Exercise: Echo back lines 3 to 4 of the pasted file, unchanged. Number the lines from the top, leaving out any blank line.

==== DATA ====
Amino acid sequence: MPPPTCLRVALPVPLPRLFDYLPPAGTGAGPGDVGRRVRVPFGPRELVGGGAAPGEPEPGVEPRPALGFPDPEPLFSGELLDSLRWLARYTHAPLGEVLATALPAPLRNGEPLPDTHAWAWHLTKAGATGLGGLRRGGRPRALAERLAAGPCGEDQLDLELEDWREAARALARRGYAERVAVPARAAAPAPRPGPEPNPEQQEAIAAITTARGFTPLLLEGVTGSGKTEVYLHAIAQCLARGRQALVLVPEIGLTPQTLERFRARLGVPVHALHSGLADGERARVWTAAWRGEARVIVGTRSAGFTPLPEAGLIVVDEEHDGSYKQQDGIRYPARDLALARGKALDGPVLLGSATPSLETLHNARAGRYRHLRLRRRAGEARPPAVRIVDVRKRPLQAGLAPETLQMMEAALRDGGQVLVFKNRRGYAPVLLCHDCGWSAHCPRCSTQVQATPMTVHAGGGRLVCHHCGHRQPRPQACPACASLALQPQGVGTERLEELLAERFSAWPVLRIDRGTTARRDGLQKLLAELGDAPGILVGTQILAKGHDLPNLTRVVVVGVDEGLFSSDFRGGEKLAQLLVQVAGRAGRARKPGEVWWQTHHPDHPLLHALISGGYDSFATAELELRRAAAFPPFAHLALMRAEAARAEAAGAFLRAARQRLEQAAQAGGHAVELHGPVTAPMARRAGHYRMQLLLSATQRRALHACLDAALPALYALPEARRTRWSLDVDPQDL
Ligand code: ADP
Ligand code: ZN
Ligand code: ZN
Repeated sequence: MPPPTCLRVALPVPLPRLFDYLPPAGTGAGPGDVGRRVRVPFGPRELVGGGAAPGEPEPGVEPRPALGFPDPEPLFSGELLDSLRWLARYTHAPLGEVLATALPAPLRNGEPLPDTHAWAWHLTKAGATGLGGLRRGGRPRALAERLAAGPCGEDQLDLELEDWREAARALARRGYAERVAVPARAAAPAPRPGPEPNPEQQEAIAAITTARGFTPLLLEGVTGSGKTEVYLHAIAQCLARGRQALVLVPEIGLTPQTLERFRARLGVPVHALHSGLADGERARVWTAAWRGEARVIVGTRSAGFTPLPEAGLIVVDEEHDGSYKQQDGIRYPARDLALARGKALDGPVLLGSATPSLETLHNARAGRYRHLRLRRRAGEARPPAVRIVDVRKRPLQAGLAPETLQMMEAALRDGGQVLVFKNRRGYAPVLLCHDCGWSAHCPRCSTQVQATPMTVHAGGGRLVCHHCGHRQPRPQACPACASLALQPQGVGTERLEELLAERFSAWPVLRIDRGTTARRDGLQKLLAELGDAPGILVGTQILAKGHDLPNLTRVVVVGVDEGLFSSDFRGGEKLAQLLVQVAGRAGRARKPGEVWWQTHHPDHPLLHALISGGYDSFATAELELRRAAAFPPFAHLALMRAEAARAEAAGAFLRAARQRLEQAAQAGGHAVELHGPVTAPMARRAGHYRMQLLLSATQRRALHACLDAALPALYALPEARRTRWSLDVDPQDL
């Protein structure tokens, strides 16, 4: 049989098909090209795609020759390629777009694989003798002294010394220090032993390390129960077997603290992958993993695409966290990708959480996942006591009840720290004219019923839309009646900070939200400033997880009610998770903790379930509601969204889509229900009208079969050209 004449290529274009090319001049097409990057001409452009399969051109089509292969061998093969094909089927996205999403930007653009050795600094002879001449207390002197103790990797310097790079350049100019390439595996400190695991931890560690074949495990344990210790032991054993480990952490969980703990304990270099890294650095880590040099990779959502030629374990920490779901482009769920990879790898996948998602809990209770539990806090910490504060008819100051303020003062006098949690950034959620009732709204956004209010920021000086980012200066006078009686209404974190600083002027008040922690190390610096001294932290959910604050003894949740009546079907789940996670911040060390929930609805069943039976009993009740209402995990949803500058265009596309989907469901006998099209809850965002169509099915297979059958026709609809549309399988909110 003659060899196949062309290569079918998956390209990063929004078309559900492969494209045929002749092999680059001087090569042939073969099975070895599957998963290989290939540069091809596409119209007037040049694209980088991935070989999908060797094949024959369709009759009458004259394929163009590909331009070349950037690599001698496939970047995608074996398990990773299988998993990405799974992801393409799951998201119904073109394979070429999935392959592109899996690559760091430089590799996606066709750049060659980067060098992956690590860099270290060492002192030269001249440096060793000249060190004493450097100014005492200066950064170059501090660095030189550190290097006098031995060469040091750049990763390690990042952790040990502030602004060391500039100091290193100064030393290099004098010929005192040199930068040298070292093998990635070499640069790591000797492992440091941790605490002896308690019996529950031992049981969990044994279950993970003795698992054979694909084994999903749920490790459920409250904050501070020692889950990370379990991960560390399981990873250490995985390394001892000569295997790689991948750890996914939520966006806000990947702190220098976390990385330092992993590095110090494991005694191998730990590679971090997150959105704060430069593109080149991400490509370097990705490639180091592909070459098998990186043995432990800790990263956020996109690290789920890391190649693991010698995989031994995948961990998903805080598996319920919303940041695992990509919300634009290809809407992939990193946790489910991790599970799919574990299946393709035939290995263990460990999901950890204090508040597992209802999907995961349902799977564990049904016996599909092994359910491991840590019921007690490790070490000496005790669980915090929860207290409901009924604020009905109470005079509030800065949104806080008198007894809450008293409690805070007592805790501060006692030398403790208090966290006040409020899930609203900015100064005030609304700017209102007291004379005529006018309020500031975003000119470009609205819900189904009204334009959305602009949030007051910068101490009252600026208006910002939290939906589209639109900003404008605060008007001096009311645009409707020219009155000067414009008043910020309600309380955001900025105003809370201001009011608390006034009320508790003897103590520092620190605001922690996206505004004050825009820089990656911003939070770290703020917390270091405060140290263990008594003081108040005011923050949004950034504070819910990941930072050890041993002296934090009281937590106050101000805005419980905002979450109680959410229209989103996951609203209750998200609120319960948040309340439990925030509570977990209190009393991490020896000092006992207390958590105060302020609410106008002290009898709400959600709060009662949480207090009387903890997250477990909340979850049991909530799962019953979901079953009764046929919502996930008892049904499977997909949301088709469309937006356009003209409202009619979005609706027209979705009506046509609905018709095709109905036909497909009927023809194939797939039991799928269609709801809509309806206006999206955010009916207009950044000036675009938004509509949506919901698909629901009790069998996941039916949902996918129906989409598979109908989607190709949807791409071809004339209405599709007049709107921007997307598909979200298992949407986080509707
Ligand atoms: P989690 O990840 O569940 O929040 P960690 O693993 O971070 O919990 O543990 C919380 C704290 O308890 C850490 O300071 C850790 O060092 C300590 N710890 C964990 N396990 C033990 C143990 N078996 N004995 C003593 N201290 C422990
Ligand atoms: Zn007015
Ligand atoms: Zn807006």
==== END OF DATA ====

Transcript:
Ligand code: ZN
Ligand code: ZN